How does it feel to debut as a director in Dillagi?
Anxious. I'm totally stressed out. On the whole it's been a learning experience. I hope the audience enjoys it too.
Did being an award-winning actor and producer help in any way?
Experience in any field helps you. I knew what I wanted from my actors; my experience helped me tremendously. But being a director can be taxing due to the responsibility.
Why did it take you so long to make Dillagi?
By no account did it take a long time. We started shooting for the film in January '98 and we're releasing the film in November '99. That's not much for a film of this magnitude.
Change of director, of name. Did Dillagi make news for the wrong reasons?
London and Dillagi were never the same project; there's no common footage between them, even the technicians are different. The only similarity is that Bobby and I are doing a film together.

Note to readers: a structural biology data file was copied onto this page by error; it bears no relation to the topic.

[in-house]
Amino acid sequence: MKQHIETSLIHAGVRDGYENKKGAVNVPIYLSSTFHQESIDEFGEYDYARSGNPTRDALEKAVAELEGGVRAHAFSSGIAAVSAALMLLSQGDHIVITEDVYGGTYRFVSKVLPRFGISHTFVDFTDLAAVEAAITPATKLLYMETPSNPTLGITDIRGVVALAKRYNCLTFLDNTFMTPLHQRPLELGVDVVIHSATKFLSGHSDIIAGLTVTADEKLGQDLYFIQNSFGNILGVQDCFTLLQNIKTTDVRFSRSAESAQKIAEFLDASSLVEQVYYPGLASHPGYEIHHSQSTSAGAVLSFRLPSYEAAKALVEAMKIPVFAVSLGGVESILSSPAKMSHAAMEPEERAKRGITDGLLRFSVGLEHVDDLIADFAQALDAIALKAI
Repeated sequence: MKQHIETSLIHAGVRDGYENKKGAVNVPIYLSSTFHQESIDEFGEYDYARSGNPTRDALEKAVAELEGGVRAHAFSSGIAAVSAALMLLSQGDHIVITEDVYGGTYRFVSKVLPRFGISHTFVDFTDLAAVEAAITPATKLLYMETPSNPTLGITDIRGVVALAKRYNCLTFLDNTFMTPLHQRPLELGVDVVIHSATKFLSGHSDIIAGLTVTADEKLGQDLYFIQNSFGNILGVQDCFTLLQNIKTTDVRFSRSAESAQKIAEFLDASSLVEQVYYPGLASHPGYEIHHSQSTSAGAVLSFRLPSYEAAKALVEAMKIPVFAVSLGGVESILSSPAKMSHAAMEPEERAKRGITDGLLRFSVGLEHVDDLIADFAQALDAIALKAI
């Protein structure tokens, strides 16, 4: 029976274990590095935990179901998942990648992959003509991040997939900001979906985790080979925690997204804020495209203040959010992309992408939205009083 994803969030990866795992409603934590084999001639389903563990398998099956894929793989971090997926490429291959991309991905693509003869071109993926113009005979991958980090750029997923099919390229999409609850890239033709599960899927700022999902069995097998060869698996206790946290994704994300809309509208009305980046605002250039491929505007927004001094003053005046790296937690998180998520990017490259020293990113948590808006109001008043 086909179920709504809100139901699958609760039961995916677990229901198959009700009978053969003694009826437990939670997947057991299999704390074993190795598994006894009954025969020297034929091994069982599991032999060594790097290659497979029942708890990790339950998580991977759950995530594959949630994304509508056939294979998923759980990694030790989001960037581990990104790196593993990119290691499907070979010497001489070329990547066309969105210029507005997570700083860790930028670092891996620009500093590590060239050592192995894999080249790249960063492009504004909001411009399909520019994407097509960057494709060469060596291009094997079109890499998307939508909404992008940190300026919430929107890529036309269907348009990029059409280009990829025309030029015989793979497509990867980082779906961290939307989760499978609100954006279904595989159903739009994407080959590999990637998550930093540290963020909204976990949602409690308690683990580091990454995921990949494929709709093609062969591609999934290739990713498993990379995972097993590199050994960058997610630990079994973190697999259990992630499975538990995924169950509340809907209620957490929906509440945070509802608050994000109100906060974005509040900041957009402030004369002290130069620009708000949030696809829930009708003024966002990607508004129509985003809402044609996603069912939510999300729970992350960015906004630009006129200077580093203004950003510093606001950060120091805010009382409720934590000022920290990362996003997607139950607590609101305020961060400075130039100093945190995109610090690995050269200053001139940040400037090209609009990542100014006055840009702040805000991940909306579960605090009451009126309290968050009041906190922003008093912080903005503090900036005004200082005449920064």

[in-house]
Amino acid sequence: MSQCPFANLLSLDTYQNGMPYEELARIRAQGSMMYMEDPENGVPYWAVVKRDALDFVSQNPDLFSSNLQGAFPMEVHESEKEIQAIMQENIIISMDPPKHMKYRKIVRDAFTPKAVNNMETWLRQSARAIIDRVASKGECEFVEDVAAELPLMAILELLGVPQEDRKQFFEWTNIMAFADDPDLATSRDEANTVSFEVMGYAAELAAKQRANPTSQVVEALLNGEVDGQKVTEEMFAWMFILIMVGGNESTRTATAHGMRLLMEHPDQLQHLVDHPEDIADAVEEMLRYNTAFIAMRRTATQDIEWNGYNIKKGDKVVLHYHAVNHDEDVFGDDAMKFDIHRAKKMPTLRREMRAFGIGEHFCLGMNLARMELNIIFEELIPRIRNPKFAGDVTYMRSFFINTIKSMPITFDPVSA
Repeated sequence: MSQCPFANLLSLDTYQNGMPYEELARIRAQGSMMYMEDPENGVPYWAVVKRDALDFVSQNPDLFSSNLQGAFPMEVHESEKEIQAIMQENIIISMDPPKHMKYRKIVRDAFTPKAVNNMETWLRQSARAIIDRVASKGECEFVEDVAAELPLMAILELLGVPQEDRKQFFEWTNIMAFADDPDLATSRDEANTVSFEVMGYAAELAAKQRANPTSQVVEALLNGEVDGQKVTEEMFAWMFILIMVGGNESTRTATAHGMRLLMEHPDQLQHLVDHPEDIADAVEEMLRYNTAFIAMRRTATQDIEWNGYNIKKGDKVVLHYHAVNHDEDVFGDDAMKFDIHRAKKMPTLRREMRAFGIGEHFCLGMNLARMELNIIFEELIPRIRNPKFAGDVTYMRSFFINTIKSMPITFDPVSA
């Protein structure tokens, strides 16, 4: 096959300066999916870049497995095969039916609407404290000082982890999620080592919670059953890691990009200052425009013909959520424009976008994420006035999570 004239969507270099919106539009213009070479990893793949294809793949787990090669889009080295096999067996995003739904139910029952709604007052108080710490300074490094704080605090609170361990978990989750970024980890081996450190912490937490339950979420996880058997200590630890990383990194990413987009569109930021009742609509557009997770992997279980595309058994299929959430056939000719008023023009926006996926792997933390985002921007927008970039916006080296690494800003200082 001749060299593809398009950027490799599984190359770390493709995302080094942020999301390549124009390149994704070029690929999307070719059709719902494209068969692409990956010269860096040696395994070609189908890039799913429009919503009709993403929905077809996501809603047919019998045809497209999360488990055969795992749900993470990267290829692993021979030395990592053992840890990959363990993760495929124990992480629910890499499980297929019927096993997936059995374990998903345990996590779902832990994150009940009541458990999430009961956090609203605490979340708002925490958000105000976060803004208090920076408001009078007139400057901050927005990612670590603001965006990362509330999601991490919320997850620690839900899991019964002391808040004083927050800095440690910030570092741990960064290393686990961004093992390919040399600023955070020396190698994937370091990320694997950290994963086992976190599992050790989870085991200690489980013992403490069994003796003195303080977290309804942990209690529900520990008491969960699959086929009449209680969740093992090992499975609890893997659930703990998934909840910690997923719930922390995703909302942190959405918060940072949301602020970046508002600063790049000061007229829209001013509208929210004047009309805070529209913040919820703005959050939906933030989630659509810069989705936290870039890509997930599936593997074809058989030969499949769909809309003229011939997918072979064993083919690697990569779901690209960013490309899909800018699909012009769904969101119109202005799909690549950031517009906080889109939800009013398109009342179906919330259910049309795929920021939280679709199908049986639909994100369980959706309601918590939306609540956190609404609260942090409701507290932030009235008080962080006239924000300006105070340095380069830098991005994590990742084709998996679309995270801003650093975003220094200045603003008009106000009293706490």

Have things been ironed out with Gurinder Chadda?
There was a problem with the British side of production but none with Chadda. I hope London can be revived some day; I'd definitely do the project with her, it was her baby.
Why didn't you pick any of your favourite directors for Dillagi?
I always wanted to direct a film someday. Only it happened sooner than I expected; it wasn't planned. Dillagi's my kind of film; it's script the kind I'd have liked to direct. That's why I took it up immediately.
How much of a family affair has this been? Has dad played a role?
We're a close-knit family. Dad's been a pillar of strength. Bobby and I too are very close.
How would you compare the current crop of actors to the ones of your generation-Anil Kapoor, Jackie Shroff, Sanjay Dutt?
For me, everybody is good, how can I compare actors?
Would you ever direct your father in your film?
Yes, I want to direct dad in my next film. It will reflect his talent and do his fans proud.
So you've put your heart in the making of Dillagi?
In the last two years it's only been Dillagi for me. After November 5, I'll be relieved.